Yvan Bourgnon : «J'ai lutté comme un fou, un féroce» - 11/12/2013 - LaDépêche.fr

I have to say that I had necer any doubt about that, I mean that is not for all and that is very risky

And after losing being abandoned by the crew and almost losing is live is he going to quit? No way, he will continue alone.

You can follow the mad circumnavigation of Yvan Bourgnon here:

Le défi d?Yvan | Yvan Bourgnon
For all that, he made it to Martinique in 19 days, beating the record of Alessandro Benedetto by 9 days. That's amazing, considering how totally whacky the tradewinds have been this year (listen to Craig Horsefield's interview over at the MT site where he talks about his frustration finding himself sailing upwind in the so-called trades).

I don't blame his partner for abandoning the voyage, but I suspect this will not slow down Bourgnon at all. He will be leaving for Panama shortly, to celebrate the holidays and New Year, before heading out across the Pacific, which hopefully will be more benign than the Atlantic has been. Perhaps he will eventually catch up with the two Frenchmen making a circumnavigation in their Mini 6.50, who just arrived in New Guinea a few days ago.

https://www.facebook.com/pages/DEFI-...263604?fref=ts

It is funny to me how Bourgnon's effort makes sailing around the world in a Mini 6.50 seem like no big deal (of course, Benedetto has already done that before, singlehanded and non-stop).

http://www.alessandrodibenedetto.net...tmpl=component
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  #5443  
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Re: The first video with the new the RM 890, directly from the Nautic de Paris:

Quote:
Originally Posted by HMoll View Post
..
Thanks for posting the new RM. I've had great expectations to see this little yacht. ...

The canopy of the new 890 looks great, but too bad it doesn't work for the headroom (OUCH!). They should've stuck to the high 1060 canopy. I'm hoping they do a 1065 with the sexy lines of the 890. It would top my list for my next boat. That new Pogo 30 is a close second and the Dufour 310 looks great too.
That guy from Voile and Voiliers, the one that is presenting the boat should be forbidden to do that.That guy has certainly more than 1.90m. In fact the "standing weight" of the RM 890 is pretty good for a 30fter. 1.79m at the end of stair.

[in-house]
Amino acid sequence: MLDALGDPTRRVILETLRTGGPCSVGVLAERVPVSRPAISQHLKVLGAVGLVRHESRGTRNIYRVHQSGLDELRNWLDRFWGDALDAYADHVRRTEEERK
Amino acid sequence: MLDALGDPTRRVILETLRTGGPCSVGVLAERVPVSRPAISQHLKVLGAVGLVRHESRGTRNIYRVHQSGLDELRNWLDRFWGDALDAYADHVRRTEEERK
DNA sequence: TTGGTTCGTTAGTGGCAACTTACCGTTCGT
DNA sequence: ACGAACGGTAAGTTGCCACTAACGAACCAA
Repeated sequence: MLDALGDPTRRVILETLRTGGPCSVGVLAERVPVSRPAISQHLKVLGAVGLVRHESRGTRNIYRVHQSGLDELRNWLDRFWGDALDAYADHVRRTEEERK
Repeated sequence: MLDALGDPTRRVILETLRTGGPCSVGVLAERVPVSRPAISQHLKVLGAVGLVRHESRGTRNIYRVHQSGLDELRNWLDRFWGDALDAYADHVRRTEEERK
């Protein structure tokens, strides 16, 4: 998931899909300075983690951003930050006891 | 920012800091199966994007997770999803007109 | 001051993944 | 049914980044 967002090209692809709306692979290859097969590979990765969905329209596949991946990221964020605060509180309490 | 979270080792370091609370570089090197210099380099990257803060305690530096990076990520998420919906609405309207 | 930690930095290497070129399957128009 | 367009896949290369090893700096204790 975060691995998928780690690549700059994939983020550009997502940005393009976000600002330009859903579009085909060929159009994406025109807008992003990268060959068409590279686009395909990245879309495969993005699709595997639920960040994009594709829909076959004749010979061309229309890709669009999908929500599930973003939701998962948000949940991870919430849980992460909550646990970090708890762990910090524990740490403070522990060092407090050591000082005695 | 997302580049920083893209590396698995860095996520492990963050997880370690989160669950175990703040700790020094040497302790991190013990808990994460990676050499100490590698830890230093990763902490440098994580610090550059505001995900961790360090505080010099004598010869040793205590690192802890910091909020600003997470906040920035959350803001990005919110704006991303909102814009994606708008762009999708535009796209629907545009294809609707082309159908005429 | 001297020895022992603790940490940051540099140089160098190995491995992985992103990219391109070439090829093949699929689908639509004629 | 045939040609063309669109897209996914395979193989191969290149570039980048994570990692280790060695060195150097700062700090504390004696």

Regards

Paulo
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  #5444  
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Yvan Bourgnon

Quote:
Originally Posted by MrPelicano View Post
For all that, he made it to Martinique in 19 days, beating the record of Alessandro Benedetto by 9 days. That's amazing, considering how totally whacky the tradewinds have been this year (listen to Craig Horsefield's interview over at the MT site where he talks about his frustration finding himself sailing upwind in the so-called trades).

I don't blame his partner for abandoning the voyage, but I suspect this will not slow down Bourgnon at all. He will be leaving for Panama shortly, to celebrate the holidays and New Year, before heading out across the Pacific, which hopefully will be more benign than the Atlantic has been. ...
On the ARC this year the first boat beat the race record. Yes the weather is crazy and the wind is not on it was supposed to be but there but there is wind.

Alessandro de Benedetto is today a great sailor and a professional one but back when he crossed the Atlantic in a cat he was more an adventurer than a top sailor.

What Bourgnon is trying to do is plain crazy but he is certainly a top sailor and with no comparison with Benedetto at the time he crossed the Atlantic. Just look at his curriculum as a sailor:

In 1995, he won the Mini-Fastnet, the « Transgascogne » and the la Mini-Transat. With his brother Laurent he won the 1997 la Transat Jacques Vabres and in 1999 he finishes 3rd after having to stop on the way for repairs.